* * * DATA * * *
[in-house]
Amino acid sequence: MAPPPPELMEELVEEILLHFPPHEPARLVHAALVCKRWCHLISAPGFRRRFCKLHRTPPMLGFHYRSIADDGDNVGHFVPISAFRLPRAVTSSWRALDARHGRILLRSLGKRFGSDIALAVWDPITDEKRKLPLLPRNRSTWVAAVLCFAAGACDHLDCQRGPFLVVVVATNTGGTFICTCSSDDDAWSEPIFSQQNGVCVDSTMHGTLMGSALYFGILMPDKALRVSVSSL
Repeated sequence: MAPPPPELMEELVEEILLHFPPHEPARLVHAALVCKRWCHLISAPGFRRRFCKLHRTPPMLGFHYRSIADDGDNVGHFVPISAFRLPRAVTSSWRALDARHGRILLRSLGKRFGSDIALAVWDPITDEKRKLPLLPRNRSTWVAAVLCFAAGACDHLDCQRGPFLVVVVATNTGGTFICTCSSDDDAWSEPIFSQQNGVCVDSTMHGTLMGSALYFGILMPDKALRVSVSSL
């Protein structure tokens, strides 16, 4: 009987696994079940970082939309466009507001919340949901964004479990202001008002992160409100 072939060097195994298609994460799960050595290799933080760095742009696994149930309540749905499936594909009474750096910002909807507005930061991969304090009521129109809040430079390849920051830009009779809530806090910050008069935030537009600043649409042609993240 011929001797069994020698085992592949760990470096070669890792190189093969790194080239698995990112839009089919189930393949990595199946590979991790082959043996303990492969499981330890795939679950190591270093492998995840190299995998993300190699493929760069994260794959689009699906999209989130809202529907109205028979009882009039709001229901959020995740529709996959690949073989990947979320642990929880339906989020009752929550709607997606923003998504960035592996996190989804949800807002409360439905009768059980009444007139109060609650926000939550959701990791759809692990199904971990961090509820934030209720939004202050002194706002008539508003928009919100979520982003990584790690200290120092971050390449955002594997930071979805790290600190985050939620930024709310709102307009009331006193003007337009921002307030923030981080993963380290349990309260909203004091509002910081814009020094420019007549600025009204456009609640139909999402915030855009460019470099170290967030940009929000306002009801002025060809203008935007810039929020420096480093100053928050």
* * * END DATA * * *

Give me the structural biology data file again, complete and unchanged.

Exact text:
[in-house]
Amino acid sequence: MAPPPPELMEELVEEILLHFPPHEPARLVHAALVCKRWCHLISAPGFRRRFCKLHRTPPMLGFHYRSIADDGDNVGHFVPISAFRLPRAVTSSWRALDARHGRILLRSLGKRFGSDIALAVWDPITDEKRKLPLLPRNRSTWVAAVLCFAAGACDHLDCQRGPFLVVVVATNTGGTFICTCSSDDDAWSEPIFSQQNGVCVDSTMHGTLMGSALYFGILMPDKALRVSVSSL
Repeated sequence: MAPPPPELMEELVEEILLHFPPHEPARLVHAALVCKRWCHLISAPGFRRRFCKLHRTPPMLGFHYRSIADDGDNVGHFVPISAFRLPRAVTSSWRALDARHGRILLRSLGKRFGSDIALAVWDPITDEKRKLPLLPRNRSTWVAAVLCFAAGACDHLDCQRGPFLVVVVATNTGGTFICTCSSDDDAWSEPIFSQQNGVCVDSTMHGTLMGSALYFGILMPDKALRVSVSSL
């Protein structure tokens, strides 16, 4: 009987696994079940970082939309466009507001919340949901964004479990202001008002992160409100 072939060097195994298609994460799960050595290799933080760095742009696994149930309540749905499936594909009474750096910002909807507005930061991969304090009521129109809040430079390849920051830009009779809530806090910050008069935030537009600043649409042609993240 011929001797069994020698085992592949760990470096070669890792190189093969790194080239698995990112839009089919189930393949990595199946590979991790082959043996303990492969499981330890795939679950190591270093492998995840190299995998993300190699493929760069994260794959689009699906999209989130809202529907109205028979009882009039709001229901959020995740529709996959690949073989990947979320642990929880339906989020009752929550709607997606923003998504960035592996996190989804949800807002409360439905009768059980009444007139109060609650926000939550959701990791759809692990199904971990961090509820934030209720939004202050002194706002008539508003928009919100979520982003990584790690200290120092971050390449955002594997930071979805790290600190985050939620930024709310709102307009009331006193003007337009921002307030923030981080993963380290349990309260909203004091509002910081814009020094420019007549600025009204456009609640139909999402915030855009460019470099170290967030940009929000306002009801002025060809203008935007810039929020420096480093100053928050």